6. After the 10 minutes have passed, turn on the oven’s broiler. Broil the polenta for approximately five minutes or until the top is lightly browned. Remove the polenta from the oven. Cut the polenta into squares and transfer portions of polenta to plates. Serve hot and enjoy!
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Chocolate Cream Pie

Chocolate Cream Pie BrandedChocolate.  Cream.  Pie.  Need I say more?  I didn’t think so.  What could be better than a combination of rich, chocolate cream made from scratch over a crumb pie crust topped with vanilla bean whipped cream?  For a pie lover like me, adding chocolate to the mix sends this recipe to the top of my favorites list.

With Valentine’s Day fast approaching, this recipe is perfect for treating your loved ones to a delicious homemade dessert.  My Valentines are chocolate lovers, so this pie often finds a place at our table on and around Valentine’s Day.  It never fails to delight each and every one of them.

In our house, we bake and eat around food allergies, so the first step in any recipe is ensuring that the ingredients are safe to keep in our nut free home.   Finding premium quality chocolate that is free from nut allergens would be a difficult task if it wasn’t for Vermont Nut Free Chocolates.  Thanks to their delicious line of nut free baking ingredients, chocolates, and treats, I always know that the baking ingredients I keep in the pantry and use in our farmhouse kitchen are safe for our whole family.

In this recipe, I use three different types of chocolate from Vermont Nut Free Chocolates.  I found that combining milk chocolate, dark chocolate, and unsweetened chocolate yielded the most delicious result.  If you don’t have nut allergies to consider when making this dessert, you can substitute your favorite brand of chocolate when making this recipe with equally delicious results.

This pie is also the perfect recipe to use the very best vanilla extract you have available.  In our house, that means reaching for our homemade vanilla extract.  Its rich amber color, intense flavor, and fragrant aroma are the perfect counterpoint to the chocolate filling and whipped cream topping.  You can learn more about making your own vanilla extract and our vanilla extract kits in our Mercantile Shop.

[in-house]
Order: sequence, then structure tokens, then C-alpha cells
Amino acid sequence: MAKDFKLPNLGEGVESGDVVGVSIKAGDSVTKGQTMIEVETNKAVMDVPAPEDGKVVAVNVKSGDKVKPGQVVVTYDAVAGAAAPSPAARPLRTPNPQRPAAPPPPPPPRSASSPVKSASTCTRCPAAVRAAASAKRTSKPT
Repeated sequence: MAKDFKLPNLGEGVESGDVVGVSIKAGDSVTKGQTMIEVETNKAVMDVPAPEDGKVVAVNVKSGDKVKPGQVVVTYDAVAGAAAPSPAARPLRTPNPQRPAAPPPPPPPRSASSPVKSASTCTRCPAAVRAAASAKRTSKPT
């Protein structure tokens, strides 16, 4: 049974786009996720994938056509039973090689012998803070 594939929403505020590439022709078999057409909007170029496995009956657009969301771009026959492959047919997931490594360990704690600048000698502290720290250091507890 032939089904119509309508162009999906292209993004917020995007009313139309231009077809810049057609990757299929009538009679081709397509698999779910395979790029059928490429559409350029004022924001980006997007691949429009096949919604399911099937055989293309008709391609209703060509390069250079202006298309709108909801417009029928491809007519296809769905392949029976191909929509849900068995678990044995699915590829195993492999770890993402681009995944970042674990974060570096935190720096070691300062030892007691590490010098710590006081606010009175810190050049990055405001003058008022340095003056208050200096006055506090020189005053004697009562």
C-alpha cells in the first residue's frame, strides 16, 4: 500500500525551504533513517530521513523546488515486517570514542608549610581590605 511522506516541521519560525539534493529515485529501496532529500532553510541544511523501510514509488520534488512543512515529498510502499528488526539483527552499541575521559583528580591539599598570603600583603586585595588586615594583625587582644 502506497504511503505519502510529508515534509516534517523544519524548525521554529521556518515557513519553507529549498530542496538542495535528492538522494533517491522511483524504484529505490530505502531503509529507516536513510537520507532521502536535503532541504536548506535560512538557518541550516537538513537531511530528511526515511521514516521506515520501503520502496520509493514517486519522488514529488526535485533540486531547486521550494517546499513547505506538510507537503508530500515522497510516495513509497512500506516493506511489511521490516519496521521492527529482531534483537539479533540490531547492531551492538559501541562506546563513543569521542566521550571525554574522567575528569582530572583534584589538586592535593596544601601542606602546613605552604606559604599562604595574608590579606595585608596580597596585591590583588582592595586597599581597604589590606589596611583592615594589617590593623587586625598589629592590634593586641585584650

I hope that you will enjoy making and serving this delicious pie as much as I do.  I turn to it time and time again when I want to treat my family to a dessert that puts a smile on every face gathered around our table.  It never disappoints!

 

Chocolate Cream Pie
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For the Crumb Pie Crust
  1. 200 grams (approximately half a box) of graham crackers
  2. 6 Tablespoons butter, melted
For the Chocolate Filling
  1. 4 large egg yolks
  2. 2/3 cup granulated sugar
  3. ¼ cup cornstarch
  4. ½ teaspoon salt
  5. 2 ½ cups whole milk
  6. 3 ounces milk chocolate
  7. 3 ounces dark chocolate
  8. 1 ounce unsweetened baking chocolate
  9. 2 Tablespoons butter
  10. 1 Tablespoon vanilla extract
For the Whipped Cream Topping
  1. 8 ounces heavy whipping cream
  2. 1 Tablespoon granulated sugar
  3. 1 teaspoon vanilla extract
To Make the Crust
  1. Preheat the oven to 350 degrees Fahrenheit.
  2. Place the graham crackers in a food processor or blender. Pulse/process until the crackers have been reduced to fine crumbs. If you prefer, you can place the graham crackers on a sheet tray and use a rolling pin to crush them to a uniform, fine crumb.
  3. Melt the butter in a small saucepan or microwave. Place the graham cracker crumbs and butter in a medium bowl and stir until the crumbs are evenly moistened. Transfer the crumb mixture to a pie plate and gently press it into the bottom and sides of the pan. The crumbs should come together to form a crust.
  4. Transfer the pie plate to the preheated oven. Bake for 15 minutes. Remove the plate from the oven and allow the crust to cool to room temperature.